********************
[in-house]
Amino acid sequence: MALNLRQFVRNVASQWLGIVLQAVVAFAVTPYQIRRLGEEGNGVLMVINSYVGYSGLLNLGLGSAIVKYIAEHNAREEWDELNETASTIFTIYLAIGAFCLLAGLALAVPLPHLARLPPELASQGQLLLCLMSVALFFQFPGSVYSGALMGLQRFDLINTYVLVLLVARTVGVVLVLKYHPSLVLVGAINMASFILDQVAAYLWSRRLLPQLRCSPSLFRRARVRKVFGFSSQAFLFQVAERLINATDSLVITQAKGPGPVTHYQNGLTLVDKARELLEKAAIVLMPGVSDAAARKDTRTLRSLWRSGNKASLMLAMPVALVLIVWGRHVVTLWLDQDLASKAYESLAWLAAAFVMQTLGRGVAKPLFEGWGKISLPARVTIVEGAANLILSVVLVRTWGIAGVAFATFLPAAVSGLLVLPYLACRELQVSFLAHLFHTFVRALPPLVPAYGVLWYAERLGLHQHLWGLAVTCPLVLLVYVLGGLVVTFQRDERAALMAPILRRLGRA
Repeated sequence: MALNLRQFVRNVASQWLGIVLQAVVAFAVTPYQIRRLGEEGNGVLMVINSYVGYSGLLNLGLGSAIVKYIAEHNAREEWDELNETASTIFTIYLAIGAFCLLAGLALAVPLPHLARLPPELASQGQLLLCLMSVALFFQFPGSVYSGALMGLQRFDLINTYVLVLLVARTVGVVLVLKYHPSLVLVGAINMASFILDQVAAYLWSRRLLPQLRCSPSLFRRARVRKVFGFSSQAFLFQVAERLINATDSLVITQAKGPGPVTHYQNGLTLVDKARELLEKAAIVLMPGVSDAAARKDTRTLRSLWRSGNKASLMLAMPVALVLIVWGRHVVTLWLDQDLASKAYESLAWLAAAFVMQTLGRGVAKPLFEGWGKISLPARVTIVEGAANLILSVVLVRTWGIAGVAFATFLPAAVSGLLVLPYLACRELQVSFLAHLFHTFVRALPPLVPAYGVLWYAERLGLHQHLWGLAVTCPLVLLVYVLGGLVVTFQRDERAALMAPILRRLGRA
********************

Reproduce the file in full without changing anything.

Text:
[in-house]
Amino acid sequence: MALNLRQFVRNVASQWLGIVLQAVVAFAVTPYQIRRLGEEGNGVLMVINSYVGYSGLLNLGLGSAIVKYIAEHNAREEWDELNETASTIFTIYLAIGAFCLLAGLALAVPLPHLARLPPELASQGQLLLCLMSVALFFQFPGSVYSGALMGLQRFDLINTYVLVLLVARTVGVVLVLKYHPSLVLVGAINMASFILDQVAAYLWSRRLLPQLRCSPSLFRRARVRKVFGFSSQAFLFQVAERLINATDSLVITQAKGPGPVTHYQNGLTLVDKARELLEKAAIVLMPGVSDAAARKDTRTLRSLWRSGNKASLMLAMPVALVLIVWGRHVVTLWLDQDLASKAYESLAWLAAAFVMQTLGRGVAKPLFEGWGKISLPARVTIVEGAANLILSVVLVRTWGIAGVAFATFLPAAVSGLLVLPYLACRELQVSFLAHLFHTFVRALPPLVPAYGVLWYAERLGLHQHLWGLAVTCPLVLLVYVLGGLVVTFQRDERAALMAPILRRLGRA
Repeated sequence: MALNLRQFVRNVASQWLGIVLQAVVAFAVTPYQIRRLGEEGNGVLMVINSYVGYSGLLNLGLGSAIVKYIAEHNAREEWDELNETASTIFTIYLAIGAFCLLAGLALAVPLPHLARLPPELASQGQLLLCLMSVALFFQFPGSVYSGALMGLQRFDLINTYVLVLLVARTVGVVLVLKYHPSLVLVGAINMASFILDQVAAYLWSRRLLPQLRCSPSLFRRARVRKVFGFSSQAFLFQVAERLINATDSLVITQAKGPGPVTHYQNGLTLVDKARELLEKAAIVLMPGVSDAAARKDTRTLRSLWRSGNKASLMLAMPVALVLIVWGRHVVTLWLDQDLASKAYESLAWLAAAFVMQTLGRGVAKPLFEGWGKISLPARVTIVEGAANLILSVVLVRTWGIAGVAFATFLPAAVSGLLVLPYLACRELQVSFLAHLFHTFVRALPPLVPAYGVLWYAERLGLHQHLWGLAVTCPLVLLVYVLGGLVVTFQRDERAALMAPILRRLGRA